Richard Green opened the discussion with a link to ‘Le Rémouleur’, an etching by Charles Émile Jacque on the British Museum’s online collection, which has a very similar composition to ‘The Knife-Grinder’. Green asked whether ‘The Knife-Grinder’ could be by Jacque or merely derived from him and outlined his probable inspiration from George Morland. Following Green’s promising case, Oliver Perry acknowledged another oil version of the picture once in the Giacomelli collection and compared it to both the etching and a painting in the Burrell Collection.
After highlighting that all three paintings are on wood and analysing the contrasts between the various works in both size and technique, Green came across a monograph by Pierre-Olivier Fanica which incorporated a study of the agricultural background to Jacque’s work. This led Green to Jean-Pierre Chambon, who suggested that due to inadequacies in both the perspective and draughtsmanship, ‘The Knife-Grinder’, although probably painted in the nineteenth century, cannot be attributed to Jacque.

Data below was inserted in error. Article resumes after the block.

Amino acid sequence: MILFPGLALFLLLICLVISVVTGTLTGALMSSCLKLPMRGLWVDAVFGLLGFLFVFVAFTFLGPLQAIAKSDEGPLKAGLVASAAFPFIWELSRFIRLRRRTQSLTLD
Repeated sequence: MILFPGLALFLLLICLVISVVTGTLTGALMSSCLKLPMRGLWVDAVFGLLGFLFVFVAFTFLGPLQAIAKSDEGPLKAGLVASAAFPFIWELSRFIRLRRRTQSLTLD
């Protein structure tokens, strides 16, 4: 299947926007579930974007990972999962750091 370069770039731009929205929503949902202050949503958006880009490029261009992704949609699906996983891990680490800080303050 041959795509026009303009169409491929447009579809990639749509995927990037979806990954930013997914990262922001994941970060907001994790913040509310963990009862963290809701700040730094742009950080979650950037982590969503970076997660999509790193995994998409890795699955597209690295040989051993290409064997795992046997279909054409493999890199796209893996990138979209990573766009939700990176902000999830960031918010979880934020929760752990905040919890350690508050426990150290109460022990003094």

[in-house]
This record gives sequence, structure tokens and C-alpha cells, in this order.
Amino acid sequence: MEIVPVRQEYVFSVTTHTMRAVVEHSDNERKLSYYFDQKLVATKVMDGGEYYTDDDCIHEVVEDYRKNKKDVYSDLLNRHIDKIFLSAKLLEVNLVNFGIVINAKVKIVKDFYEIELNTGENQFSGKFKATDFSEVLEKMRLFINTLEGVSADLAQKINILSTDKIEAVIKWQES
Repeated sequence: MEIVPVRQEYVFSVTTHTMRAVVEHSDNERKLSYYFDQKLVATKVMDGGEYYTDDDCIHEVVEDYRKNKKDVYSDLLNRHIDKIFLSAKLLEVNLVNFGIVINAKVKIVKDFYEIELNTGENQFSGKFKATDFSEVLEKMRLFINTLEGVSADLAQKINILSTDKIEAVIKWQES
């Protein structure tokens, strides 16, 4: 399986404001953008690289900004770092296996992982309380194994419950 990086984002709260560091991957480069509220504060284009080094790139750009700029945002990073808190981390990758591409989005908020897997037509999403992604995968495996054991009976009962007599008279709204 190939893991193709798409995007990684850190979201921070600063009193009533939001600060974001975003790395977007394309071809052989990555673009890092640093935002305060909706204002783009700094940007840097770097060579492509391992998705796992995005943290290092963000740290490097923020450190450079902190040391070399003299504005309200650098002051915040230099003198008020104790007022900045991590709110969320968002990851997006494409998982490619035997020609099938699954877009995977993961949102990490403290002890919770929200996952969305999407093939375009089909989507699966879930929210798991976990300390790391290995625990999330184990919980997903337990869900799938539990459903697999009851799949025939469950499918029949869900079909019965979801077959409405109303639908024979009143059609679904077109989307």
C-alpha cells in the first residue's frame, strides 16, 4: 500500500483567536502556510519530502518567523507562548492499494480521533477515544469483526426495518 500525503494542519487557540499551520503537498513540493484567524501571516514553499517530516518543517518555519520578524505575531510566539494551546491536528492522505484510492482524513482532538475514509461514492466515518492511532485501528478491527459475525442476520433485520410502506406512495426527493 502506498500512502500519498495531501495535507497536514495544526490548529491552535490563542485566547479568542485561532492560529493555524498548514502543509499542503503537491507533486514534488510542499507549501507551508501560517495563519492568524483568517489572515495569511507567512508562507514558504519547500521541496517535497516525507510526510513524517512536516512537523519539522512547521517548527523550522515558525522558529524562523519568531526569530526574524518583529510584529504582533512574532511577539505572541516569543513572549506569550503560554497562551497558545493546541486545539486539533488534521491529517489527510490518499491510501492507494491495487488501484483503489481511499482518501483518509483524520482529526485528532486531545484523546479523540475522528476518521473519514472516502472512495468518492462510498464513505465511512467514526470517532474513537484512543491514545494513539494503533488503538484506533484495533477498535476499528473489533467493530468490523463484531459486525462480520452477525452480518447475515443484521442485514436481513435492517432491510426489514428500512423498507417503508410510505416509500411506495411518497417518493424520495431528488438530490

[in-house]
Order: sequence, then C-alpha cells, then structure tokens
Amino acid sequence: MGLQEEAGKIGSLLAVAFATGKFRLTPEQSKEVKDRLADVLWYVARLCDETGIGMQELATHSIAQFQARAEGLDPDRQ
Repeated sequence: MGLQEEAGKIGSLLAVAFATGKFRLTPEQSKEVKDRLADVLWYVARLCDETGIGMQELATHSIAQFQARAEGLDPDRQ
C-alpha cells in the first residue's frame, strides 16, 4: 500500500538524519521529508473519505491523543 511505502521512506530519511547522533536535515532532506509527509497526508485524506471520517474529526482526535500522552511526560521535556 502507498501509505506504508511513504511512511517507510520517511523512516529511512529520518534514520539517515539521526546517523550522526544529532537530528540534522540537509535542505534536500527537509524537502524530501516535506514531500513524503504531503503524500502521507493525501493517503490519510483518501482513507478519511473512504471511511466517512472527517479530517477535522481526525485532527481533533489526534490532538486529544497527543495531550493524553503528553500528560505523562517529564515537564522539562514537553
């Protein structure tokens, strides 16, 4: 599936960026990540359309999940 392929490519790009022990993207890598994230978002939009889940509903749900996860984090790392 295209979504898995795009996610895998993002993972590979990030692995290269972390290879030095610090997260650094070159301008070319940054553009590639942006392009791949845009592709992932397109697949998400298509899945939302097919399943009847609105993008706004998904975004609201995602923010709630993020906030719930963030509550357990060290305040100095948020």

As a result, Green suggested that the painting be reattributed to ‘after Charles Émile Jacque (1813–1894)’. With Frances Fowle (Art Detective Group Leader for Continental European after 1800) in agreement and in the absence of contradictory evidence, ‘The Knife-Grinder’ has been acknowledged as a copy of Jacques’ ‘Le Rémouleur’ (previously in the Giacomelli collection), possibly based on the 1850 etching printed by Auguste Delâtre, or on both the original painting and the print. The discussion reached a close with the Wisbech & Fenland Museum being contacted about the outcome.
Olivia Eccleston, Art UK Volunteer